Exhibition

Unfortunately, due to health issues this exhibition has been cancelled until further notice

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This week has been one of the most frustratingly painful times of my life, finding myself in hospital for the second time this month with the same complaint. Needless to say, life has been put on hold until the problem is resolved.

Nevertheless, this little issue wont stop me painting which is a good thing. In fact, I see it as a opportunity to review my work to date, and re-evaluate the direction of the current series of work. A commentator on the painting”Leap of Faith” made the observation that the yellow ribbons emphasised the movement, giving more definition to the composition.

Leap of Faith

Leap of Faith

Another question asked of me with regard to a current project was, “Why are you painting your dancers naked?” My answer was “I want to break the movement down to its most simple without the distraction of colour and costume.”Part 2

These two conversations made me stop and think. I started studying dancers with flowing garments, then researched photos of dancers in the nude. The nude photos were posed making them a disjointed snap shot. I then flicked back to the clothed dancers with flowing fabric accentuating movement set to choreography and a musical score. One form was alive, the other stilted, uncomfortable.

I then took a step back and looked at the current project alongside ‘Leap of Faith’ and noticed both had one thing in common. There was movement in both much like the photos of the dancers with flowing clothes. As mentioned earlier the ribbons did the trick with ‘Leap of Faith’ and yet in the ‘Project’ it was the wave action. In this painting, if I dressed the figures, the clothing would detract from the simplicity of movement.

It all comes back to asking the question, “what is the message I am trying to convey?” The answer is movement and energy of body, soul and music. There is no one way to portray the concept, there are many, and my aim is to make the message as simple as possible without detracting from the beauty of the human form.

“Balance in all things”.

 

 

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About Ellis Burgess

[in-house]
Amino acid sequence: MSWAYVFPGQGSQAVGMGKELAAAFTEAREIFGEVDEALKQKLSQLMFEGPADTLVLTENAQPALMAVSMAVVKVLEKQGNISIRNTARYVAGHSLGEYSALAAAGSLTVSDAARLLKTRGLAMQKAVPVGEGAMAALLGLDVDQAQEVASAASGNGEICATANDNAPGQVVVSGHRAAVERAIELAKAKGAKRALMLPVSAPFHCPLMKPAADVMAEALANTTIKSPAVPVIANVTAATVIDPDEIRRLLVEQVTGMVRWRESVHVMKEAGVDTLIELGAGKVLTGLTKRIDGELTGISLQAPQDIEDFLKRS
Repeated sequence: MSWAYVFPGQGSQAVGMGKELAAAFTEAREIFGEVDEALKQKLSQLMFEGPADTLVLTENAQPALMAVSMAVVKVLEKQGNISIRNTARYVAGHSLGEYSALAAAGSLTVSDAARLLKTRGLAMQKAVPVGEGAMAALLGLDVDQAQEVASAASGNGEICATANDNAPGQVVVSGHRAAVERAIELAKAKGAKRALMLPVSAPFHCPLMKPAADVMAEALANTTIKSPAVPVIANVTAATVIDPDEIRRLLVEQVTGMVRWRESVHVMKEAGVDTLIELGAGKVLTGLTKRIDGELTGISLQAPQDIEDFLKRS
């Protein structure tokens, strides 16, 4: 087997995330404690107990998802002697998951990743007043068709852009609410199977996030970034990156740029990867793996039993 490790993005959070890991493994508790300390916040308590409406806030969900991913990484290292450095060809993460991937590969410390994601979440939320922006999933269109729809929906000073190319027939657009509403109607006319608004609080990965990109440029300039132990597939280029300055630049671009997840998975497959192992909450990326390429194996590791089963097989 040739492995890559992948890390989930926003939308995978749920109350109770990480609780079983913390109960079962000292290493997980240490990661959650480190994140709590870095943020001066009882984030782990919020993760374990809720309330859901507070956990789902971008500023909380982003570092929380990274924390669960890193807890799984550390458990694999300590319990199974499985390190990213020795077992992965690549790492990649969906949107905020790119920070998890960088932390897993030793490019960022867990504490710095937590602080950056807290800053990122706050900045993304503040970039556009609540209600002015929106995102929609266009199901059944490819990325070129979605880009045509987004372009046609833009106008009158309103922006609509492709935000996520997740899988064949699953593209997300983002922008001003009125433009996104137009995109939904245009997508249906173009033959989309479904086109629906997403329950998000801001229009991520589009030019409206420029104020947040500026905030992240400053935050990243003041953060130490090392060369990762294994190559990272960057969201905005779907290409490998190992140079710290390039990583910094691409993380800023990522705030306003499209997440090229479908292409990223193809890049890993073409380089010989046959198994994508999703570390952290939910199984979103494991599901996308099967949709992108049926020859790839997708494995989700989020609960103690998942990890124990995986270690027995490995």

A number of people have said that ‘it’ (whatever ‘it’ is) is in Ellis’s genes and to some extent they may be correct. Her grandmother painted and so did her mother. Marge Barley started painting when she was 9 years old and achieved some acclaim in New Zealand. In turn, her mother, Ellis’s Grandmother started much later in life more from compulsion than conscious desire. Ten years ago a well-intentioned friend shoved a paintbrush into Ellis’s clenched fist, forcefully moving her hand between paint pot and paper until it moved of its own volition in a frenetic frenzy attended by a torrent of tears born of bewilderment and frustration, unaware of the wild colour patterning the fury within. Ellis’s mother had passed away three years earlier from Non-Hodgkin’s Lymphoma. From these inauspicious beginnings Ellis began to paint, and for a short time attended classes at the Hamilton Society of Arts in New Zealand. Seven years ago, Ellis and her husband moved to the Gold Coast where she met Stephen Buntrock of the Gold Coast Art School. With his encouragement, painting became more than just something to do. It became a passion. Another passion is dance. Ellis loves the musical synergy of movement, the human form working with rhythm mood and emotion, sensing the freedom as the dancer soars across the floor with effortless ease. Like a lot of little girls, she was sent off to ballet in a somewhat desperate attempt by her grandfather to stop her stomping around the house. Eleven years later Ellis was selected to dance with NZ Ballet Company in a season of the Nutcracker. Did Ellis stop stomping? No. Ballet was to be her life; that was until she met the man of her dreams. Never the less, ballet has featured in much of her adult life by way of teaching and outlets of involvement. Ellis quickly discovered another outlet was painting. She spent a long time pondering on the skill set required to achieve her vision; how to portray the artistry of movement, the musicality and rhythm of dance, and the genius of the human form on canvas. Attempting different techniques, she learnt she is not an illustrator, but a painter who gravitated towards free movement. In her quieter moments Ellis often wonders what her mother would say if she were still here, left only with her paintings languishing against the wall. As an apprentice in the art of painting Ellis hopes the path ahead will be clear, perhaps meander elegantly at her will. Maybe it will broaden out to a huge piazza where she may sit for a long while, then later choose the many paths that transverse the piazza or continue again down the main road.